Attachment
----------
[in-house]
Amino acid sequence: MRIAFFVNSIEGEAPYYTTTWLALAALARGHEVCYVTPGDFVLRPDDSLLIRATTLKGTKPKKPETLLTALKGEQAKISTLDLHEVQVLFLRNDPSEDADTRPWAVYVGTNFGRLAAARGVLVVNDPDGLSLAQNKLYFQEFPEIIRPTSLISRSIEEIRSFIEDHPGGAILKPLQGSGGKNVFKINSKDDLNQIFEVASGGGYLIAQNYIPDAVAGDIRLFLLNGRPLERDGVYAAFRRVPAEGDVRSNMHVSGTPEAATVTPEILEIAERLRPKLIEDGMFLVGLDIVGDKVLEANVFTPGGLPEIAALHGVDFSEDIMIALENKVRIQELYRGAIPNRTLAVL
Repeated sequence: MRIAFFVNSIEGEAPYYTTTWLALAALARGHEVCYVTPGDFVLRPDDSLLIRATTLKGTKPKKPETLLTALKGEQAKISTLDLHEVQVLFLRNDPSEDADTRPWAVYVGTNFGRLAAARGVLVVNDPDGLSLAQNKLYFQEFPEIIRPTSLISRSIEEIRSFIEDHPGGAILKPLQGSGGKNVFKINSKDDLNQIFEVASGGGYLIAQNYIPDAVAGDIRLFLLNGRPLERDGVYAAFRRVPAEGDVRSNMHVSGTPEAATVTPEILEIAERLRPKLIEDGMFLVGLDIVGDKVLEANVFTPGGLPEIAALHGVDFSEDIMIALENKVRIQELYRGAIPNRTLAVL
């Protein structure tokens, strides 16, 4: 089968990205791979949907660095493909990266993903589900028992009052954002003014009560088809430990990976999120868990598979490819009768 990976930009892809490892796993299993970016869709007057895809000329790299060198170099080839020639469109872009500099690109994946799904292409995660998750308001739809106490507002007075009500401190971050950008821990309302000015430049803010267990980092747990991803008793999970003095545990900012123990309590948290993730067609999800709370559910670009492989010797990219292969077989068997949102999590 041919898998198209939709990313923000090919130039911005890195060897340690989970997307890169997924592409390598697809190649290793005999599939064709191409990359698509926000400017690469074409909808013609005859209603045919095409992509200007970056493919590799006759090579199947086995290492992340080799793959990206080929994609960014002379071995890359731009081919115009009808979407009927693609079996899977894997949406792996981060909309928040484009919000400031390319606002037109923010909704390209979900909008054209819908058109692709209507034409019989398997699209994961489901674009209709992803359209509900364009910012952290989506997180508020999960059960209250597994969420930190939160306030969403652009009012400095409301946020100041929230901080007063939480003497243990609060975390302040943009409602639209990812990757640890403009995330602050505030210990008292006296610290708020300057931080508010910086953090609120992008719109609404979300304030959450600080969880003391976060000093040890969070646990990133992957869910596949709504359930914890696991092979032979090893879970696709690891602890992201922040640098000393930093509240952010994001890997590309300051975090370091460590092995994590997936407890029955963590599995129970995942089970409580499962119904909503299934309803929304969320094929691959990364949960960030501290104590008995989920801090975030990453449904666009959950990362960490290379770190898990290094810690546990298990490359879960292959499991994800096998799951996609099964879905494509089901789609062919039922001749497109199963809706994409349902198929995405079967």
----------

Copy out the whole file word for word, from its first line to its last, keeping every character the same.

[in-house]
Amino acid sequence: MRIAFFVNSIEGEAPYYTTTWLALAALARGHEVCYVTPGDFVLRPDDSLLIRATTLKGTKPKKPETLLTALKGEQAKISTLDLHEVQVLFLRNDPSEDADTRPWAVYVGTNFGRLAAARGVLVVNDPDGLSLAQNKLYFQEFPEIIRPTSLISRSIEEIRSFIEDHPGGAILKPLQGSGGKNVFKINSKDDLNQIFEVASGGGYLIAQNYIPDAVAGDIRLFLLNGRPLERDGVYAAFRRVPAEGDVRSNMHVSGTPEAATVTPEILEIAERLRPKLIEDGMFLVGLDIVGDKVLEANVFTPGGLPEIAALHGVDFSEDIMIALENKVRIQELYRGAIPNRTLAVL
Repeated sequence: MRIAFFVNSIEGEAPYYTTTWLALAALARGHEVCYVTPGDFVLRPDDSLLIRATTLKGTKPKKPETLLTALKGEQAKISTLDLHEVQVLFLRNDPSEDADTRPWAVYVGTNFGRLAAARGVLVVNDPDGLSLAQNKLYFQEFPEIIRPTSLISRSIEEIRSFIEDHPGGAILKPLQGSGGKNVFKINSKDDLNQIFEVASGGGYLIAQNYIPDAVAGDIRLFLLNGRPLERDGVYAAFRRVPAEGDVRSNMHVSGTPEAATVTPEILEIAERLRPKLIEDGMFLVGLDIVGDKVLEANVFTPGGLPEIAALHGVDFSEDIMIALENKVRIQELYRGAIPNRTLAVL
């Protein structure tokens, strides 16, 4: 089968990205791979949907660095493909990266993903589900028992009052954002003014009560088809430990990976999120868990598979490819009768 990976930009892809490892796993299993970016869709007057895809000329790299060198170099080839020639469109872009500099690109994946799904292409995660998750308001739809106490507002007075009500401190971050950008821990309302000015430049803010267990980092747990991803008793999970003095545990900012123990309590948290993730067609999800709370559910670009492989010797990219292969077989068997949102999590 041919898998198209939709990313923000090919130039911005890195060897340690989970997307890169997924592409390598697809190649290793005999599939064709191409990359698509926000400017690469074409909808013609005859209603045919095409992509200007970056493919590799006759090579199947086995290492992340080799793959990206080929994609960014002379071995890359731009081919115009009808979407009927693609079996899977894997949406792996981060909309928040484009919000400031390319606002037109923010909704390209979900909008054209819908058109692709209507034409019989398997699209994961489901674009209709992803359209509900364009910012952290989506997180508020999960059960209250597994969420930190939160306030969403652009009012400095409301946020100041929230901080007063939480003497243990609060975390302040943009409602639209990812990757640890403009995330602050505030210990008292006296610290708020300057931080508010910086953090609120992008719109609404979300304030959450600080969880003391976060000093040890969070646990990133992957869910596949709504359930914890696991092979032979090893879970696709690891602890992201922040640098000393930093509240952010994001890997590309300051975090370091460590092995994590997936407890029955963590599995129970995942089970409580499962119904909503299934309803929304969320094929691959990364949960960030501290104590008995989920801090975030990453449904666009959950990362960490290379770190898990290094810690546990298990490359879960292959499991994800096998799951996609099964879905494509089901789609062919039922001749497109199963809706994409349902198929995405079967």